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RFID and pharma Q&A

Frost & Sullivan's expert answers questions about RFID for the pharma and healthcare packaging markets.

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Research analyst Priyanka Gouthaman of research firm Frost & Sullivan led a Webinar in January entitled Unraveling the Promise of RFID within Healthcare and Pharmaceutical Markets. After the formal presentation, which we published last month as Unraveling RFID for pharma, Ms. Gouthaman deftly fielded questions from the audience. We present the following highlights of her responses:

Are there any mandates, especially in pharmaceutical drug tracking, similar to what Wal-Mart has done in retail?

Gouthaman: There are no mandates as such. In the retail sector, there are mandates by Wal-Mart, Tesco, and Metro, for example. In the pharma space, it is a case of regulatory compliance. One of the biggest market influences is the U.S. Food & Drug Administration, which has come out in support of RFID technology as a means of [creating an] electronic pedigree. These recommendations include compliance of RFID tagging requirements at the item level by 2007. It would have a huge impact if the FDA required compliance as soon as 2007. [Editor's note: For an update on this issue, see FDA unhappy with RFID progress].

Some companies are awaiting proof that RFID can work. What will it take for RFID to break through this hesitancy?

Gouthaman: On the one hand, the potential of RFID is there, but there's also apprehension among end users. One of the biggest reasons for that is the cost of the hardware, which hinders those considering wider investment in RFID. As tag costs have come down progressively over the past couple of years, some pharma companies have adopted a tiered approach to RFID tagging, [focusing on] product lines that have high margins and are able to absorb the cost of the initial investment.

Also, because the technology is still evolving and has not yet reached plug-and-play [simplicity], apprehension exists. Healthcare and pharma companies are adopting a "wait and watch" approach of the success of RFID projects in other markets such as in retail. The success of projects where there are huge investments will probably decide the future of the technology in healthcare and pharma applications, and possibly help in overcoming apprehension and hesitancy. Still, we are seeing considerable investment and pilots, and RFID will see considerable deployment after 2007 when FDA deadlines are met by majority of pharma companies.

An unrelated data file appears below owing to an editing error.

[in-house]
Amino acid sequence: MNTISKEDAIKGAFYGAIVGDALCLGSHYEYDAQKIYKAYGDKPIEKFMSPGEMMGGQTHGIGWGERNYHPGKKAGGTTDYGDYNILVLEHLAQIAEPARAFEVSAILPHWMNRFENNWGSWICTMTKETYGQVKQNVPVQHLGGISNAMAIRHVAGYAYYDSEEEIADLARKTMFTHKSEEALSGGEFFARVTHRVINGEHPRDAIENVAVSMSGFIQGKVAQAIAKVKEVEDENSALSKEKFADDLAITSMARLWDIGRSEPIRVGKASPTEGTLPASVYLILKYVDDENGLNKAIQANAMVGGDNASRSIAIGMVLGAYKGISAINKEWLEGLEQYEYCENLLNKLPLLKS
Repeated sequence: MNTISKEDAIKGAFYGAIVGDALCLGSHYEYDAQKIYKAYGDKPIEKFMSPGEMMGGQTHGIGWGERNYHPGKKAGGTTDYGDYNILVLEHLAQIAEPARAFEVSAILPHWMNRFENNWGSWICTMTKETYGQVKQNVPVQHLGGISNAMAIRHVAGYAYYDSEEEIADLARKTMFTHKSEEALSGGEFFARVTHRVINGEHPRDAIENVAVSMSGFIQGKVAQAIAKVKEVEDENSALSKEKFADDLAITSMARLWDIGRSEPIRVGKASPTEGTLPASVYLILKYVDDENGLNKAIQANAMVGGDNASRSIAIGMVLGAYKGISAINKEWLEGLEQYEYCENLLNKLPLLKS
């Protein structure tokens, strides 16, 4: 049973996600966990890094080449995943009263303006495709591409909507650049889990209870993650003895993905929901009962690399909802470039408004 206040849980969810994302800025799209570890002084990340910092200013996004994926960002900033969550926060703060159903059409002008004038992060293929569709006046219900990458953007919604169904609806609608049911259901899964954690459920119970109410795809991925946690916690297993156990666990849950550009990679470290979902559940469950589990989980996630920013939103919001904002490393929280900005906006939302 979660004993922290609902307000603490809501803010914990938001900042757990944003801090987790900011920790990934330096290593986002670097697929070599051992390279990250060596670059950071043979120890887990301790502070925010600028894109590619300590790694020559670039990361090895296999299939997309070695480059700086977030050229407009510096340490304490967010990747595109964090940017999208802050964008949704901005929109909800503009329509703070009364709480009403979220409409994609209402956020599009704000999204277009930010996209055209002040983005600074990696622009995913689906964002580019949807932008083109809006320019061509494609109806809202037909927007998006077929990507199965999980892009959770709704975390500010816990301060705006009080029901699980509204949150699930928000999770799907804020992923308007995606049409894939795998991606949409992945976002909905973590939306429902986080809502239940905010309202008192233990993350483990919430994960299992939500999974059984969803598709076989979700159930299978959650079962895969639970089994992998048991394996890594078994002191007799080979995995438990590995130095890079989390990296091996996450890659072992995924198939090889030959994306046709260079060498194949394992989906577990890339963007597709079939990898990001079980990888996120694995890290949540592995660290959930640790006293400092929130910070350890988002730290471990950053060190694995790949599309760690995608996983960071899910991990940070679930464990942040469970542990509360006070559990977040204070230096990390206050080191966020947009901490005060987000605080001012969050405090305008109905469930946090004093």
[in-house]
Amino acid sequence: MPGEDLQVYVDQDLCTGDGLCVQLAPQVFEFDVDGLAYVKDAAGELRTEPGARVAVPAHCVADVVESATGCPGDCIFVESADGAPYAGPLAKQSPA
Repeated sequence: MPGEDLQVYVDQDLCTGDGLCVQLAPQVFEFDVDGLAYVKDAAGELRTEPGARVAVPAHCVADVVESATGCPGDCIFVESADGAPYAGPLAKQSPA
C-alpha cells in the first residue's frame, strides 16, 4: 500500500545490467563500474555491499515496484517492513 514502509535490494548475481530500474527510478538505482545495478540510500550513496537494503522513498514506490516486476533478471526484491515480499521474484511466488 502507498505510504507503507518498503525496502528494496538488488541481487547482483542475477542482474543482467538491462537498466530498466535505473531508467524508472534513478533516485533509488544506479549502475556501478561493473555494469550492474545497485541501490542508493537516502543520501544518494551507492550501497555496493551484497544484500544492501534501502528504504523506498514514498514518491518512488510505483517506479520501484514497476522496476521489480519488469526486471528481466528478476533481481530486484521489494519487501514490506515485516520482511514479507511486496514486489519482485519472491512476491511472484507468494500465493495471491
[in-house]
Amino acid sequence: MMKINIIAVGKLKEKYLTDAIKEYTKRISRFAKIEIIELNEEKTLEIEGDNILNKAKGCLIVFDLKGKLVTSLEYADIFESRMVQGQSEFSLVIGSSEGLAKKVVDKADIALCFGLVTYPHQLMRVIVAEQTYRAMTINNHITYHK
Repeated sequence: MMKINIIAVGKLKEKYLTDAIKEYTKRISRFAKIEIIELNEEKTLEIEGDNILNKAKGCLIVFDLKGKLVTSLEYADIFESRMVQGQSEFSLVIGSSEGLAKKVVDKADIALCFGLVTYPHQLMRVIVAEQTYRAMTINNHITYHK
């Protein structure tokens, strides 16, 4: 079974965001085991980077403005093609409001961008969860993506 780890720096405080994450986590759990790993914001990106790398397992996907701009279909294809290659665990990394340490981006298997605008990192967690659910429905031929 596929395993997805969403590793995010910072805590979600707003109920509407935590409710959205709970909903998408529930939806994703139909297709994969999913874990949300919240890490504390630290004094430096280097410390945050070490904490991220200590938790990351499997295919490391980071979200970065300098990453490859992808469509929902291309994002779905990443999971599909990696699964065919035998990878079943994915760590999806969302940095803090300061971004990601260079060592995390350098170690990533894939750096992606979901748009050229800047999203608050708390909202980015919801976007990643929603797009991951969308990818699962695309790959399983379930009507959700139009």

What level of interest is there in sensor-enabled RFID?

Gouthaman: Temperature-controlled storage and distribution is definitely an increasing trend that is being required by a number of a pharma products, especially in vaccines, diabetic drugs and other temperature-sensitive materials.

Large manufacturers use high-cost, battery-powered data loggers that track containers for temperature. When compared to the [relatively lower cost of] RFID investment, RFID tends to gain in this segment. We expect the impact of this driver to be high over the next 12 to 18 months due to patient legislation, primarily in European markets. [Another factor is that] cold-chain compliance requires documents that include verification of storage conditions for temperature-sensitive pharma products; that is definitely increasing the interest and growth in sensor-enabled RFID technology.

Future product offerings from RFID vendors will also definitely include sensors or temperature-monitoring technology.

What are ramifications of the announcement about Pfizer RFID-enabling all of its Viagra to be sold in United States?

Gouthaman: It's definitely one of the larger pilots. Ideally, what this means is that the success of an early adopter will instill a higher level of confidence among smaller manufacturers that are still skeptical about RFID investments and technology and what it can do for them. Pilots by large companies have a spillover effect across the market and induce a wider rate of adoption. [Editor's note: For more on RFID-enabled Viagra, see Item-level ePedigree implementation].

What about pharma RFID in China?

Gouthaman: China accounts for a large amount of counterfeit drugs, especially with brands such as Viagra. The estimated loss of life due to counterfeit drugs in this region is high. A key factor is that China's intellectual property protection legislation allows for Chinese drug companies to get details of product specifications when foreign pharma firms apply for administrative protection or approval. The loopholes in such legislation are opening avenues for counterfeiting. The benefits of RFID would be phenomenal in such markets.

About the expert

Frost & Sullivan research analyst Priyanka Gouthaman is recognized as an expert in the Automatic Identification (Auto-ID) industry. Her primary expertise is in RFID, with other areas that include Healthcare Systems and Applications, Pharmaceutical Markets, Retail Markets, and Supply Chain Strategies.

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